Kenya opposition seeks new vote

January 7, 2008 11:06:36 AM PST
Kenya's opposition party demanded new presidential elections Friday as thousands of hungry slum dwellers swamped aid workers after days of deadly riots over the disputed vote cut supplies of groceries and water. A spokesman for President Mwai Kibaki said there would only be a rerun of the Dec. 27 election if a court orders it. Kenya's high court, which can annul the vote and force a new one, was largely appointed by Kibaki.

"The government doesn't reject or accept this. Only the court can call for the rerun of the election," Alfred Mutua told The Associated Press.

Kibaki won a second term in the election, but international observers say the vote tally was flawed. His rival, Raila Odinga, accused him of stealing the election.

Some 300 people have been killed and 100,000 left homeless in a week of turbulence that took an alarming ethnic twist, pitting other tribes against Kibaki's Kikuyu people. Shops and homes have been looted and houses and cars set ablaze, bringing chaos to a country considered an island of stability in violence-plagued East Africa.

The country should prepare "for a new election of the president," said Anyang Nyongo, secretary-general of Odinga's Orange Democratic Movement.

"This is about a democracy and justice," Nyongo said. "We shall continue to defend and promote the right of Kenyans so that the democratic process should be fulfilled."

Trouble spread Friday from Nairobi, the capital, to the coastal tourist city of Mombasa, where police hurled tear gas to scatter more than 1,000 protesters.

"Kibaki has stolen our vote!" they yelled. "No Raila, no peace!"v In Nairobi, Odinga supporters vowed that street protests would continue Friday, but none materialized. Instead, armed soldiers with riot shields patrolled.

Fred Nguli, 24, said he was simply too hungry to march. "As these rallies continue we are suffering because we are all casual laborers," he said. "You need food for energy to work or even demonstrate."

In Mombasa, food shortages caused price rises, with the cost of a loaf of bread more than doubling to $1, said Michael Musembi, who sells wood carvings.

"There is no kerosene to light lamps with. To travel round town is difficult because transporters have raised fares," he said. He said the politicians should "talk to each other and find a solution so that we can get on with our lives."

South African Nobel Peace laureate Desmond Tutu held talks with Kibaki on Friday and with Odinga on Thursday, and said both men "indicated they are open to the possibilities of negotiations."

"There is a great deal of hope," Tutu said.

The leading U.S. diplomat for Africa, Jendayi Frazer, was traveling to Kenya for meetings Saturday, said State Department spokesman Sean McCormack.

"She's meeting with Mr. Odinga and we have requested a meeting with President Kibaki. I see no reason why that won't happen," McCormack told reporters. Frazer would not serve as a mediator, but would try to encourage the leaders to talk, McCormack said.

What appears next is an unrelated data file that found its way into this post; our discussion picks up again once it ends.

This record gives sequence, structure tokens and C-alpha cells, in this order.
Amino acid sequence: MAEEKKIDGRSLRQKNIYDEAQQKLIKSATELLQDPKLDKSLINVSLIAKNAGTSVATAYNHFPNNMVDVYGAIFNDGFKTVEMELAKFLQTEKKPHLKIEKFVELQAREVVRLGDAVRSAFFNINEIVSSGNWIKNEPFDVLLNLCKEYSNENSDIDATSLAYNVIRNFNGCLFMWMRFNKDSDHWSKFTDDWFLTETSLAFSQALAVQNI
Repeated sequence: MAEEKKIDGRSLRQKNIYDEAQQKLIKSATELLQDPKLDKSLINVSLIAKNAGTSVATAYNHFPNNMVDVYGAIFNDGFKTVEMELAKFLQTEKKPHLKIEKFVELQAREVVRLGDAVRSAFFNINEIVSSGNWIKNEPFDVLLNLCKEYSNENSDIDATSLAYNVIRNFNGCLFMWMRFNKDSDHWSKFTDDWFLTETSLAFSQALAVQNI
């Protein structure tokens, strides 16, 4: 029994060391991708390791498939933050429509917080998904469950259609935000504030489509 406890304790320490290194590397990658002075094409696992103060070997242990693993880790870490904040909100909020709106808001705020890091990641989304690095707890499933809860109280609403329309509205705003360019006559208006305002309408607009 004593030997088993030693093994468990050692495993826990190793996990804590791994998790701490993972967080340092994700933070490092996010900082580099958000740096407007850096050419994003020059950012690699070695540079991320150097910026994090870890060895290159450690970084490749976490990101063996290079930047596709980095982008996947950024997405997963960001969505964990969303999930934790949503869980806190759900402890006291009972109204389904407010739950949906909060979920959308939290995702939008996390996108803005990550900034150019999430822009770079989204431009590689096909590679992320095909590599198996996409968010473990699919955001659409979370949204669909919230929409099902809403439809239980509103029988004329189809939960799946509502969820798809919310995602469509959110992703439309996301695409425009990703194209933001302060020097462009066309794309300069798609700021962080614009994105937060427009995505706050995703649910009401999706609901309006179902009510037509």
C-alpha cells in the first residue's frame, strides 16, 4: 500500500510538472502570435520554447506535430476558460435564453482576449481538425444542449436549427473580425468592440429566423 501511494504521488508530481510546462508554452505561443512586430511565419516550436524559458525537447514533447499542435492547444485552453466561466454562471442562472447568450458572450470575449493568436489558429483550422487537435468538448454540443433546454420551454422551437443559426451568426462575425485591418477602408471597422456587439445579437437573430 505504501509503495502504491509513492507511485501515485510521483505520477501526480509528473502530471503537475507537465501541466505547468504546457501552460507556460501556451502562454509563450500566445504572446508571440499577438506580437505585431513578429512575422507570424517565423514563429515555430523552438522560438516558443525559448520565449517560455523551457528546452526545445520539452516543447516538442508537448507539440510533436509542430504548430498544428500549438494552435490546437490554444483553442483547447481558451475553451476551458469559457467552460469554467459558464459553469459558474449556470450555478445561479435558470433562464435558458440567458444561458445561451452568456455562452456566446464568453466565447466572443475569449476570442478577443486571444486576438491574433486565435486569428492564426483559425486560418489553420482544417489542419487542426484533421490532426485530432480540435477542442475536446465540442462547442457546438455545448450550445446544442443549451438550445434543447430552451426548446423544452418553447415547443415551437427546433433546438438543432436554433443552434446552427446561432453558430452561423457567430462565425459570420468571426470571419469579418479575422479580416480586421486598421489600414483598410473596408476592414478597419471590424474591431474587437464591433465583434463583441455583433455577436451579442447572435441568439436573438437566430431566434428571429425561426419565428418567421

He declined to comment specifically on the opposition call for a new election but said such homegrown ideas would be key to resolving the crisis.

"There are a lot of different suggestions that are being generated by the Kenyan political system and that is as it should be," McCormack said. "They should be looking for a variety of different solutions."

Germany's development minister suggested that EU aid to Kenya could be frozen if Kenyan officials spurn international offers of mediation.

"If those responsible in Kenya reject all mediation efforts, the international community must consider consequences," said Heidemarie Wieczorek-Zeul. "The EU ... has an effective lever to freeze resources."

On Thursday, Kibaki said he was "ready to have dialogue with concerned parties once the nation is calm."

Attorney General Amos Wako called Thursday for an independent investigation of the vote counting. The call from Wako, who is considered close to Kibaki, was a surprise and could reflect the seriousness of the rigging allegations.

But a spokesman for Odinga, Salim Lone, rejected the suggestion, saying his party had "no faith in any government institution." Violence has displaced thousands of people, many of forced out of burned homes.

"I lost my job working as house help after my Asian employers fled abroad following the riots," said Sarah Wanyama, 26. "My husband lost his job yesterday after his place of work was vandalized."

She said she had moved their two children to a "safer place" but none had eaten all day and they had no money.

Others were fleeing the country, fearing civil war would erupt. "I am leaving because I am actually afraid," Kenyan Brenda Simps said at Nairobi airport. He said he was going to Liberia, the West African nation struggling to recover from decades of civil war.

"I was in Liberia during the war and it started like this, so I don't want to take chances," Simps said.

In sprawling Kibera slum, shops remained shut and small groups of protesters gathered on street corners.

Red Cross workers came to distribute corn meal but drove off in fear when thousands of people gathered and became unruly.

Businesses have lost millions of dollars and the country's vitally important tourism industry suffered as British tour operators canceled planned vacations.

The World Bank warned the unrest "threatens impressive recent gains in economic growth and poverty reduction" in a country with a billion-dollar tourism industry and a 7 percent gross domestic product growth rate. It said the vibrant stock exchange lost 5 percent of the value of shares, lucrative tea auctions were suspended and agricultural activity in Kenya's breadbasket region largely were halted. --- Associated Press writers Elizabeth A. Kennedy, Tom Maliti, Katharine Houreld and Todd Pitman contributed to this report.